Wednesday, May 27, 2009

This is so perfect I may have to set my hair on fire



For all you kids at home making notes, this is how it really works.

Or at least how some people think it should work. I especially like the "we'll cover your hard costs" part. And "make it up to you on the next one."

Found it on the Denver Egoist.

See? You can even produce a waste of time for a good cause.

I'm all for voting.

The government only lets us actually participate in two ways: voting and jury duty. And encouraging people to vote is a good thing.

But I'm sorry. This is just %@#&ing stupid beyond belief.

Found on Illegal Advertising.

The view from down here in small-business-land


Every day, you read or hear something about some millionbillionwhatever project that will use "stimulus money". But do you know anybody -- personally -- who is benefiting from this national largess?

I don't. But I do have a few thoughts on it.

America runs on small business. So maybe instead of coming up with cash for airport or road improvements, pork (I'm sorry, I mean "earmarks") or that sort of thing, the gubbmint could see its way clear to using a bit of cash to, let's say, help out small retailers who are having trouble making rent and payroll. Maybe they could use a cash infusion so they can fix up their stores, stock up on merchandise, hire another salesperson or even (gasp) advertise.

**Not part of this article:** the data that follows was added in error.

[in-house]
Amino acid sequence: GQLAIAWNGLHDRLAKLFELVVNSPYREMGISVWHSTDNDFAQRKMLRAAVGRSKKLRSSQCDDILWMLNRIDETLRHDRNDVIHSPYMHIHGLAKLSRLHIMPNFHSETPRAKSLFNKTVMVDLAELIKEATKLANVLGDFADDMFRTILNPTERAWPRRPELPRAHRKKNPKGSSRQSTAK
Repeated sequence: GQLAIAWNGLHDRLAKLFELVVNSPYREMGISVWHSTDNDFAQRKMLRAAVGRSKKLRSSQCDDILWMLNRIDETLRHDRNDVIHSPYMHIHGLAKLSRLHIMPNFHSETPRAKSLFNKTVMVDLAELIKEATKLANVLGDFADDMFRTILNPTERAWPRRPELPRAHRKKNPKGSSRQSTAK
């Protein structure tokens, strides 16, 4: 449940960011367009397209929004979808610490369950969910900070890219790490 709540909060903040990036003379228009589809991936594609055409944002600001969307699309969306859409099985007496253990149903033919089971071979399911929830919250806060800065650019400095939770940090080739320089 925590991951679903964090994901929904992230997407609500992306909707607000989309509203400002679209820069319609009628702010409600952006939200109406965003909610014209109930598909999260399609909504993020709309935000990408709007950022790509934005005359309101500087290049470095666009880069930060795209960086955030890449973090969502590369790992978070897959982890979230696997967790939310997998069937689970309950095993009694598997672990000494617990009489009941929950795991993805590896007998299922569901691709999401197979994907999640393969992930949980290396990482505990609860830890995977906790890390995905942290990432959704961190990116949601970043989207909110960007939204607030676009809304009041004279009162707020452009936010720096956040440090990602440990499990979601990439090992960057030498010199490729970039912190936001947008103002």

How about maybe making some money available to the one-location restaurants who are struggling to make ends meet through no fault of their own and give them a cash boost that might let them hire a new chef, open an outdoor patio, add waitstaff or (gasp) advertise?

Maybe there could be some cash to help all those home remodeling companies and builders who are having to lay off workers? Maybe they could use the money to enhance their services, do some spec or pro-bono work and raise their awareness or even (gasp) advertise.